Ho ho ho. Mr. Barley has done it again. Provided an interesting maths lesson? Yes. Made me laugh? Yes. But this time we got the added bonus of the (hopefully to be patented) ‘Barley Method’ ^_^. While I’m quite sure this method isn’t absolutely original, his deliverance and confidence can’t be faulted on the idea.
Mathematics Integration, Pure 3. The author’s example in the EdExcel textbook consists of a notoriously foul page of formulae, of which he suggests memorising. A face contorted in hearty disbelief and ridicule, we simply get to hear one of the now expected book-bashings as a result of Mr Barley’s supreme mastery of mathematics. Mr Barley’s method, in comparison, consists of ‘performing Integration by guessing’. “Foolproof” he says, with a chuckle and a grin. He’s got gusto. Yes, no doubt at all. I can’t help but laugh as he nonchalantly begins, pen poised on the whiteboard, to explain what he himself credits as ‘The Barley Method’. Genius ^_^. We learn that (after re-capping the ‘chain rule’ for composite functions), Integration is simply the inverse process of Differentiation. (No way! Really?!) So what better way to do Integration that to avoid doing it altogether? We’ll just stick will good old differentiation thanks.
Okay. From here on out the entry gets really mathematical, so I apologise for scaring anyone with what will not be a regular occurrence, I can assure you. :) We take an educated guess at what the integral would be based on the mathematical rules of certain functions, then differentiate that function to get an answer that is close to the original. Off by a certain numerical factor. So all we then do is apply what would negate that effect to the original equation. Thus, if we get our differential to be 30 times bigger than our given equation, we simply divide the original by 30.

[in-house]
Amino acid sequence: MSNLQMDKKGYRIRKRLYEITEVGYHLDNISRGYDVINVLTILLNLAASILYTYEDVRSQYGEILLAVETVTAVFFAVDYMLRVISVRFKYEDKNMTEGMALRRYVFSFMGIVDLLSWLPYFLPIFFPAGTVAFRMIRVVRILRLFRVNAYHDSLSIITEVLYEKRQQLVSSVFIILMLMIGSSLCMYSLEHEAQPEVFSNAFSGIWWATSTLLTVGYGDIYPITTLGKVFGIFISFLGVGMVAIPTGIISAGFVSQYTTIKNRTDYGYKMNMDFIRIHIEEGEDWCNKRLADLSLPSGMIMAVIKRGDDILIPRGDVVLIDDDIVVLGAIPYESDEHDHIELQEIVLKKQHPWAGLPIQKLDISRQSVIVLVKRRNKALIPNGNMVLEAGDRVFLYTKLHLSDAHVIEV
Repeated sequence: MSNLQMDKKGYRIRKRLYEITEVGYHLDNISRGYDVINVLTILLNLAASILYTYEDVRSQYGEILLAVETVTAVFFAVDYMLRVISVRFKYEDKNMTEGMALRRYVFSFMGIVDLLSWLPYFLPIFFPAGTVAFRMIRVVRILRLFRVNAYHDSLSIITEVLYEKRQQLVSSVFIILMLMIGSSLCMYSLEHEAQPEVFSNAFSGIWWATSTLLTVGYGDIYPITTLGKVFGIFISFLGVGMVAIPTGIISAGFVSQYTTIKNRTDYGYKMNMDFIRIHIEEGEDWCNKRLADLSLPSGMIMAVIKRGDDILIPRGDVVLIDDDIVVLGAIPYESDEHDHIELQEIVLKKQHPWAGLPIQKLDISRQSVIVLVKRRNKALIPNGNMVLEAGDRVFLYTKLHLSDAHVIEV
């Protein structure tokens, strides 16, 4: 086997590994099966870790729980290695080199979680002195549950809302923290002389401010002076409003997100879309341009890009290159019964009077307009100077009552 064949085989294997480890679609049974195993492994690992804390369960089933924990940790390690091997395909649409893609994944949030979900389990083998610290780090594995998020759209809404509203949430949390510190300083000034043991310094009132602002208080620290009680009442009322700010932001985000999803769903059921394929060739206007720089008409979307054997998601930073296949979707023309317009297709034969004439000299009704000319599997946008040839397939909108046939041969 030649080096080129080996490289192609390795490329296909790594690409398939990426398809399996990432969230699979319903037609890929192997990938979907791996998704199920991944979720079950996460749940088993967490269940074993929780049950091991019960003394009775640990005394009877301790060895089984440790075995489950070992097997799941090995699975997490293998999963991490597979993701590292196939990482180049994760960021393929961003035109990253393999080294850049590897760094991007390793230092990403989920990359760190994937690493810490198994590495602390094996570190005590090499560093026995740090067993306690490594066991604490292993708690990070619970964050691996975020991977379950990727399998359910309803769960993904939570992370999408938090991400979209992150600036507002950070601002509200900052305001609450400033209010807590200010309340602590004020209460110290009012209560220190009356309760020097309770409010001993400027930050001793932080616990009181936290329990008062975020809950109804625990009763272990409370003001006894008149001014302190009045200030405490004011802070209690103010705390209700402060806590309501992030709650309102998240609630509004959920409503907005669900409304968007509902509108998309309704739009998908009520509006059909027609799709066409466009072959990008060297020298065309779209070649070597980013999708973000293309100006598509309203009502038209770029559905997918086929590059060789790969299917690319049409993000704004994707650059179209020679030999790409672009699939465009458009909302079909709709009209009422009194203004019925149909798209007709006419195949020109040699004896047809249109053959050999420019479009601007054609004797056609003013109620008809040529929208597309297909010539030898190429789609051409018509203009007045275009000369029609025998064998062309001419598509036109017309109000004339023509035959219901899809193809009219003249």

> Basically we differentiate the power outside the bracket, then differentiate the bracket itself and multiply the function by the result.
Integrate: (6x+1)^4 dx
To integrate we increase the power by one and divide by the new number, but since this function is composite, we can only say for sure to increase the power and follow the chain rule.
Now differentiate – multiply by the power, drop the power down by one: 5(6x+1)^4
And, using the chain rule for the bracket: (Chain rule being dy/dx = dy/dt x dt/dx)(Assuming we let t=6x+1, then dt/dx=6)
We get 6 as the differential of the bracket. Therefore, our differentiating is done and we have this answer:
5(6x+1)^4 x 6
So we know from our answer that we are 30 out from the original equation (6×5). Therefore the integral of (6x+1)^4 dx is:
1/30 x (6x+1)^5 + C
And thus concludes the Barley Method. I appreciate those not doing Maths will probably be puzzled and/or mortified by the sight of that, and I’ve just realised how geeky I probably sound by writing about Maths :P. Still, it’s good revision.